19 de outubro de 2010

NLS-Messager 698: "1st Lacan Workshop in Russia--report by Daniel Roy"

NLS-Messager 698

1st Lacan Workshop in Russia – report by Daniel Roy

‘The Experience of an Analysis’

Moscow, 30 Sept – 2nd Oct. 2010


“We are here on the right track’

(J.A. Miller, Moscow, 2 October 2010)


This is what is called an event

This is what is called an event because where it took place, in Moscow, Russia, it introduced something new. This is homogenous with what with Lacan the analytic discourse promises and promotes: “Now, the analytic discourse, it makes a promise: to introduce something new” (Television, Norton, p.28*) [*TN: my own translation of "Or le discours analytique, lui, fait promesse: d'introduire du nouveau"]

I like it a lot this ‘now’, which opens this sentence by Lacan in enigmatic fashion, because it is there like a colophon that shows us a precious treasure to find.

Finding the treasure those were the stakes on this late September in Moscow, for the 1st Lacan Workshop in Russia, in the presence of Jacques-Alain Miller whose wish it had been, following the series of the ‘Three Introductory Lectures to Psychoanalysis’ given in St Petersburg in May 2009.
Its title “the Experience of an Analysis” inscribed itself directly in the line of the ECF study days of November 2009 in Paris and of July 2010 in Rennes: The invitation to Russian colleagues was to ‘put themselves in it’, not to write around a classic clinical theme but to start from their own experience.

The bet was a bold one with the young colleagues having for the most part come to this experience only recently: eleven amongst them persevered with an audacity equal to the bet. The eleven papers were deliberately ordered in three sequences, along the three Freudian axes, of the birth of the transference and the presence of the analyst, the encounter with the father and the oedipal diffraction, the interpretation of dreams and the discourse of the unconscious. In each of the examples presented it was shown with unequalled clarity that the novelty of what emerged in analysis challenged the expected, desired or feared novelty.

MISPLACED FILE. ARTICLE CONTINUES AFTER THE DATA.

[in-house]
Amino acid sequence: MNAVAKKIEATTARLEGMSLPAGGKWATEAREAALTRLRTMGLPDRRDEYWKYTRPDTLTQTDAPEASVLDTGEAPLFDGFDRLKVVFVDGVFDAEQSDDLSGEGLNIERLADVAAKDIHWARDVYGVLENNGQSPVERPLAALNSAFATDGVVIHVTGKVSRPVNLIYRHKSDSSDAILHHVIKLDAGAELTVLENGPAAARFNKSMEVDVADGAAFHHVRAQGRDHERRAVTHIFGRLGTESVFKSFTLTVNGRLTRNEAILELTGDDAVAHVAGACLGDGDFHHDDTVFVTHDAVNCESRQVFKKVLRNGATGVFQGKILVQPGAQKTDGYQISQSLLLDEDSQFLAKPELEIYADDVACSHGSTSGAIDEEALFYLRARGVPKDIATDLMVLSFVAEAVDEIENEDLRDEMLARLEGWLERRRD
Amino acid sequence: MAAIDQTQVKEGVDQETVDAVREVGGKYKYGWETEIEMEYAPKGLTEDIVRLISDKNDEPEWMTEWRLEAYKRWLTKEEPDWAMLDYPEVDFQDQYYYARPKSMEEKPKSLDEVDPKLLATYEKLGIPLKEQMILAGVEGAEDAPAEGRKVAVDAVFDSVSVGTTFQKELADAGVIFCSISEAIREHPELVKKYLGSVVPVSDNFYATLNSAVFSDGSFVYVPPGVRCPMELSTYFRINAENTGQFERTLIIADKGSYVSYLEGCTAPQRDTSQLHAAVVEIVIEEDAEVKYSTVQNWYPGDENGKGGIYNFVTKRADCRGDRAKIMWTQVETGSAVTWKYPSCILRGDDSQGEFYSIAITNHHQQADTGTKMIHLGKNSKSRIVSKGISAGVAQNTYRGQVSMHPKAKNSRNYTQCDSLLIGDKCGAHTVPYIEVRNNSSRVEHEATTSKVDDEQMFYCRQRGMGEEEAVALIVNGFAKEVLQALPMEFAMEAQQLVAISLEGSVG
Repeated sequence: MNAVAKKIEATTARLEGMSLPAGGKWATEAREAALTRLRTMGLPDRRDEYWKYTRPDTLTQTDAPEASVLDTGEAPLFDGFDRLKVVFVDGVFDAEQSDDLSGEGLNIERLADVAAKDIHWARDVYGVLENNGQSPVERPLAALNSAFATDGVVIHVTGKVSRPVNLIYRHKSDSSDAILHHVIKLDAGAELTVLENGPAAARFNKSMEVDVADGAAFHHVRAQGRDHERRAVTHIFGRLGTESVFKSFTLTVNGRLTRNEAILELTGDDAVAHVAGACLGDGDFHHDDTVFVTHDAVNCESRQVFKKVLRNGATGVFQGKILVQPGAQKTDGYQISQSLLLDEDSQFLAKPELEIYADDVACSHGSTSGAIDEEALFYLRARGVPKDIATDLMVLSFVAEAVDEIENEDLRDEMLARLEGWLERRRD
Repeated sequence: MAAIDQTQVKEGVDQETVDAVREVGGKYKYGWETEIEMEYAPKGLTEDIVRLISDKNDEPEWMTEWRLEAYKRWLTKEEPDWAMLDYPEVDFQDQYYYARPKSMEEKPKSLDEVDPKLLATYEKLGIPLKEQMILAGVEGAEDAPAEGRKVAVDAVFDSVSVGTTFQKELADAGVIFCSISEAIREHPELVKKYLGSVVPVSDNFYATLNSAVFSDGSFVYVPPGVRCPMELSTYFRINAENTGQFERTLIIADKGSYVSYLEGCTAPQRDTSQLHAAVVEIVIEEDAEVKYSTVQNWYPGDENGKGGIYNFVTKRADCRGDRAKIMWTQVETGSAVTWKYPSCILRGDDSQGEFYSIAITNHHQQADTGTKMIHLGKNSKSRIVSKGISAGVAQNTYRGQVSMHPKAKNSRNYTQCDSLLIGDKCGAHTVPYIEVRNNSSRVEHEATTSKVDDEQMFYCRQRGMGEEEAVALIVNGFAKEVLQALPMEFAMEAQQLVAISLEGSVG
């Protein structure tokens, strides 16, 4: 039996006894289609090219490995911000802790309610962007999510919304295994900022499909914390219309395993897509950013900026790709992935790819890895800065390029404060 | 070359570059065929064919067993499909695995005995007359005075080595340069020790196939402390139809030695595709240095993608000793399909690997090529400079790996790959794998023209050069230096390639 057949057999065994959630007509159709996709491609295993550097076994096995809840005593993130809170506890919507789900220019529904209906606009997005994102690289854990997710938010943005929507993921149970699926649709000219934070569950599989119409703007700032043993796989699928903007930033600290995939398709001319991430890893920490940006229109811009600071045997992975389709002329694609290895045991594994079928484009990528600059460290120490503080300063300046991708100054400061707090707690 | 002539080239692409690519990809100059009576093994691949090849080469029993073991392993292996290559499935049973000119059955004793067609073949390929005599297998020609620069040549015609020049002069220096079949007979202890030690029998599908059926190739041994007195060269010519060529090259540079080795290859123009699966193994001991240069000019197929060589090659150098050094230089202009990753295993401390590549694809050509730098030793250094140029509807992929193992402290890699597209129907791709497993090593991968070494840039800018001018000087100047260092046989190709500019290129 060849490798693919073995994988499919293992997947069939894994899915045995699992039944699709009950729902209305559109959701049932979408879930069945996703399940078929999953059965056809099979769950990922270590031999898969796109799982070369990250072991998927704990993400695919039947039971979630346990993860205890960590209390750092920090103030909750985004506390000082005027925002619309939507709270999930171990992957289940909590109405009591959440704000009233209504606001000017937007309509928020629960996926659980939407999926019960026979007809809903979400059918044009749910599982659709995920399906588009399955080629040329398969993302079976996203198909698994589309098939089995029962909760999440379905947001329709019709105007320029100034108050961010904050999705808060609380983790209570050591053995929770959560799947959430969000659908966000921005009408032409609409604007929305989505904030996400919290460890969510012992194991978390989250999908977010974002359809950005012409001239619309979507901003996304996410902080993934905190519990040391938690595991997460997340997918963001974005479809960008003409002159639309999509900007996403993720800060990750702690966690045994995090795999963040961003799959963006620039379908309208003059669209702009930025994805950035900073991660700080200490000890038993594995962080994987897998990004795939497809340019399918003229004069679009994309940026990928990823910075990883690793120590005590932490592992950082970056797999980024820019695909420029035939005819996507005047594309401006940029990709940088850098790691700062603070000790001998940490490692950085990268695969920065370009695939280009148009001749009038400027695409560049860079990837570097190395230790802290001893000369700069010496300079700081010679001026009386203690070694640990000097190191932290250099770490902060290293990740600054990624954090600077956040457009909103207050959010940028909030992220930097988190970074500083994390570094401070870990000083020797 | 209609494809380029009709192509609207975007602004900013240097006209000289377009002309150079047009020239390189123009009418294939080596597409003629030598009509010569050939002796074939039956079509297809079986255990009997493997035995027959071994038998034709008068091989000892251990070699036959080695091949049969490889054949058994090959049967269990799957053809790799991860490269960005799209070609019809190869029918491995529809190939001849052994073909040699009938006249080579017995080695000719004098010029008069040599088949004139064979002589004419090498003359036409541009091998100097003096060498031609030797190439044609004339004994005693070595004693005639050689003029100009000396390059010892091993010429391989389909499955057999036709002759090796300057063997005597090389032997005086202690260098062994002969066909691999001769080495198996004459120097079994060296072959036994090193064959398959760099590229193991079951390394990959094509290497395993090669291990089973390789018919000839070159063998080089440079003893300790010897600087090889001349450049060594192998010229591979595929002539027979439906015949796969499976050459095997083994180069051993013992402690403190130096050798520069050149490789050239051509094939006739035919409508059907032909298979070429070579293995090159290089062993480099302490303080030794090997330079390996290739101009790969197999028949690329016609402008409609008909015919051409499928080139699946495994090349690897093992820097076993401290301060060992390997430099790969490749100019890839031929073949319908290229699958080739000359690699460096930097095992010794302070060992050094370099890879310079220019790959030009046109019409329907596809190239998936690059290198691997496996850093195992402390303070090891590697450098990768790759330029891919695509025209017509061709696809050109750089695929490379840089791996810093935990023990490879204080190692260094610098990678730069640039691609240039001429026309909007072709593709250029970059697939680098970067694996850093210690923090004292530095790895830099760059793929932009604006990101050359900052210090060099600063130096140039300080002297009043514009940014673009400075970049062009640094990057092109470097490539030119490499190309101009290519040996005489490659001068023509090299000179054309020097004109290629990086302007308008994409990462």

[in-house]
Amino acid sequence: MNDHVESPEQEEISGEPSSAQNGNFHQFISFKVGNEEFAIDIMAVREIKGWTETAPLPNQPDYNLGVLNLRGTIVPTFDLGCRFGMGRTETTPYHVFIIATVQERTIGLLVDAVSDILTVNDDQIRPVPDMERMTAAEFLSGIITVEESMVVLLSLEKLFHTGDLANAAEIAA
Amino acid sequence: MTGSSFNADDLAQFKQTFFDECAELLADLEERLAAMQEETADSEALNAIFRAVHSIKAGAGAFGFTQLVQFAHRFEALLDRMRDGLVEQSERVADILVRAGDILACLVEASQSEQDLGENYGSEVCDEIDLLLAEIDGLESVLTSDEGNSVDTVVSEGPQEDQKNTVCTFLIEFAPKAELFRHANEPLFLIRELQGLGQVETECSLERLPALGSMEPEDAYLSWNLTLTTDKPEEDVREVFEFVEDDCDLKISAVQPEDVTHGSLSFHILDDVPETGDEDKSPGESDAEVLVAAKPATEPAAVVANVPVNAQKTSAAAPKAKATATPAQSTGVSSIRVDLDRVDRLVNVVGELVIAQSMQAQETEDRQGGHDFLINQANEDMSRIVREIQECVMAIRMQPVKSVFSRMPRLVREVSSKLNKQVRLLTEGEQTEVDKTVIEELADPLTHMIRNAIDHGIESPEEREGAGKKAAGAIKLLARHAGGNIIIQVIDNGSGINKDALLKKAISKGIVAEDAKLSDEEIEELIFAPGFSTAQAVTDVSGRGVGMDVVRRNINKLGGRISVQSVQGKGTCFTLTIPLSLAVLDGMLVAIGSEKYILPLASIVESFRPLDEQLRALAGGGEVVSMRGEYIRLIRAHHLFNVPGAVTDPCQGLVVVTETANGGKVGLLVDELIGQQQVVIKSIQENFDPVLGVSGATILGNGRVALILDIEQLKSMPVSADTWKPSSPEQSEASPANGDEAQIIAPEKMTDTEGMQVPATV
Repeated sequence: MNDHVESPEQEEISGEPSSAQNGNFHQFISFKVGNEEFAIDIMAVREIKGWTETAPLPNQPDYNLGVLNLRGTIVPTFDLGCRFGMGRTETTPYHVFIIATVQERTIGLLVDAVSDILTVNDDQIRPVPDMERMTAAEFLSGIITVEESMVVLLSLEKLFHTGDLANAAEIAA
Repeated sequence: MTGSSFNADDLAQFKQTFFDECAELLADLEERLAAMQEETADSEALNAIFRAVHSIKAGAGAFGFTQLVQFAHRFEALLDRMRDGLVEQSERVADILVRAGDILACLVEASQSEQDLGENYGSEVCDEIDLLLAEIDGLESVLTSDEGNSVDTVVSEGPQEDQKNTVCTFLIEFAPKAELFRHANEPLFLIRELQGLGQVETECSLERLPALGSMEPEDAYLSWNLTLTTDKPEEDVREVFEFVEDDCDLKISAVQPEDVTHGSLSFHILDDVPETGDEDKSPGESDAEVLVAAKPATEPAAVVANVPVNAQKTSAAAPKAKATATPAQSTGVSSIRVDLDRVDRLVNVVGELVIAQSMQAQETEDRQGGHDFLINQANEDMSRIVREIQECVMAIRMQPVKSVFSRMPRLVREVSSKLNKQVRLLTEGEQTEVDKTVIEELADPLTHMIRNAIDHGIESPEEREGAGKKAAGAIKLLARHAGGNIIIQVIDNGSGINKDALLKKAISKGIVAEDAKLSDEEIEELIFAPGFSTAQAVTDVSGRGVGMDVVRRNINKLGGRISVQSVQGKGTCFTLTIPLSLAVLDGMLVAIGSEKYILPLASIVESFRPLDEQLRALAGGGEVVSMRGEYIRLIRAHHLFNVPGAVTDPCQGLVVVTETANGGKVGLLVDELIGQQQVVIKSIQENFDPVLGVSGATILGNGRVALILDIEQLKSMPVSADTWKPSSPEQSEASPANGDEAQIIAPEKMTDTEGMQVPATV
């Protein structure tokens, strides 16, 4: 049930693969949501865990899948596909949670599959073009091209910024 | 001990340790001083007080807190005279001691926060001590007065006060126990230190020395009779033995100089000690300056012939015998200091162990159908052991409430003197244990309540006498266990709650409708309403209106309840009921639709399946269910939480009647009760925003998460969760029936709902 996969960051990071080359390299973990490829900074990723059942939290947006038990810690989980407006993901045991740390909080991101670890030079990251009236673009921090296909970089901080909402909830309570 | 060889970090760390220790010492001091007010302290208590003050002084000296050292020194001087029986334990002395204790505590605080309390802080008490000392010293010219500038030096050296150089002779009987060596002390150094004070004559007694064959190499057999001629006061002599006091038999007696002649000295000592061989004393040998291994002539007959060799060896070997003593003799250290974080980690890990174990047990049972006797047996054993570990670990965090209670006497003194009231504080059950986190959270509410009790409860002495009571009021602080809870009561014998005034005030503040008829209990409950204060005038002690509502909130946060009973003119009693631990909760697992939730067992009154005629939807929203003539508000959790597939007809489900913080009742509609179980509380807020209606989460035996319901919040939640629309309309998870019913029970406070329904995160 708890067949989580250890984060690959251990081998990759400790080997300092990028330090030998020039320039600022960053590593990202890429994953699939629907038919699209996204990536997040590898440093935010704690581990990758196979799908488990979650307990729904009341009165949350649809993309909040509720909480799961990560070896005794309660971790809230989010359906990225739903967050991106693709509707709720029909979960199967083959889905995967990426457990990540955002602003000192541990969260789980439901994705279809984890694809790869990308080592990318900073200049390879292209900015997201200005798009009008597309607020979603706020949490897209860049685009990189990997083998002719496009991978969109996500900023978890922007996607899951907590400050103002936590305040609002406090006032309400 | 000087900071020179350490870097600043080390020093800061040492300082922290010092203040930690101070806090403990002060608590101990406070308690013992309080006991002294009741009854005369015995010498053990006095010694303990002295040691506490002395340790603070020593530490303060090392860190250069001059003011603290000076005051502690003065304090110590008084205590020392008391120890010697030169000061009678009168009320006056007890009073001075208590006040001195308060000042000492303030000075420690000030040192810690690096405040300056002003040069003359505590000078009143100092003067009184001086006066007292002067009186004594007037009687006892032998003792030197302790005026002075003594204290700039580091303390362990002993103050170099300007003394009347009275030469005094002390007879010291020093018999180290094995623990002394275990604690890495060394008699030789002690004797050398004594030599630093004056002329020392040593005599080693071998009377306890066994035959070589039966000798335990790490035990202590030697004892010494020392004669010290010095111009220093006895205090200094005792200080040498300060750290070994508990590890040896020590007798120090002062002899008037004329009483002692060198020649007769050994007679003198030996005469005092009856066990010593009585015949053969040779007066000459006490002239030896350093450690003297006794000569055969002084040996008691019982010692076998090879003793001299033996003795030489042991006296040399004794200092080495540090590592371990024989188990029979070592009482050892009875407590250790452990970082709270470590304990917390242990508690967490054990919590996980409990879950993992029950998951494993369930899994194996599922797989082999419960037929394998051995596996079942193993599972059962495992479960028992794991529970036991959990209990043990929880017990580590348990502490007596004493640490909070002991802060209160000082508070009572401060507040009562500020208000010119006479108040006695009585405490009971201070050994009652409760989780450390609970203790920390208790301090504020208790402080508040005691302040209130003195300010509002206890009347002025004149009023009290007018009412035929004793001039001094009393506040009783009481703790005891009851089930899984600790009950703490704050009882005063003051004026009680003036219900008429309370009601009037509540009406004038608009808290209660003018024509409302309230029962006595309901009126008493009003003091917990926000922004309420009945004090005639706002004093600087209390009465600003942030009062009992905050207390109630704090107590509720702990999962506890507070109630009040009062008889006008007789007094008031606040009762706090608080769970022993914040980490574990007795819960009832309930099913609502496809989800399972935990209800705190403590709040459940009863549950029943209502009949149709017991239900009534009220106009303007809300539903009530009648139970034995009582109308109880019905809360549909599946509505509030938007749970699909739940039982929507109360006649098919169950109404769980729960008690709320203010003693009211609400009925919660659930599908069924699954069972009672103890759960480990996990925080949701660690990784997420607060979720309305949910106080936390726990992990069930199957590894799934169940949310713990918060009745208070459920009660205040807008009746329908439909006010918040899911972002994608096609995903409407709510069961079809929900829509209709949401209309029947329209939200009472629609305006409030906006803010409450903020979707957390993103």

For Inga Metreveli, it is a denegation underlined as such by the analyst that makes an Other scene ex-sist between dream and reality, thus making an enigma out of the position of the subject in her relation to the other sex. Alexander Fedtchuk told us with a wholly Gogolian verve of his analyst’s manoeuvre of “categorically tearing him from all signifiers as one tears a squealing mollusc from its shell”! Irina Soboleva took from an expression of the poet Ossip Mandelstam ‘the admirable absurdities’ to transmit with panache her discovery of the singular use of the paradoxes of her existence, deployed from a childhood scene, “point of congealment of the subjective position”. As for Natalia Gomoyunova it is another paradox that was depleted by her, that of Epimenides the Crete, designated as such by Jacques-Alain Miller in his commentary: as the ‘I lie’ of a purity rarely encountered, tested in a psychoanalysis and putting it to the test.

After one day the hundred people present knew that they were not in a ‘colloquium’ in its usual ‘sleepy’ fashion: here was J.A. Miller at the table in the room raising questions, underlining the detail, introducing our Russian, Ukrainian (and Bulgarian) colleagues to ‘Things of Finesse in Psychoanalysis’.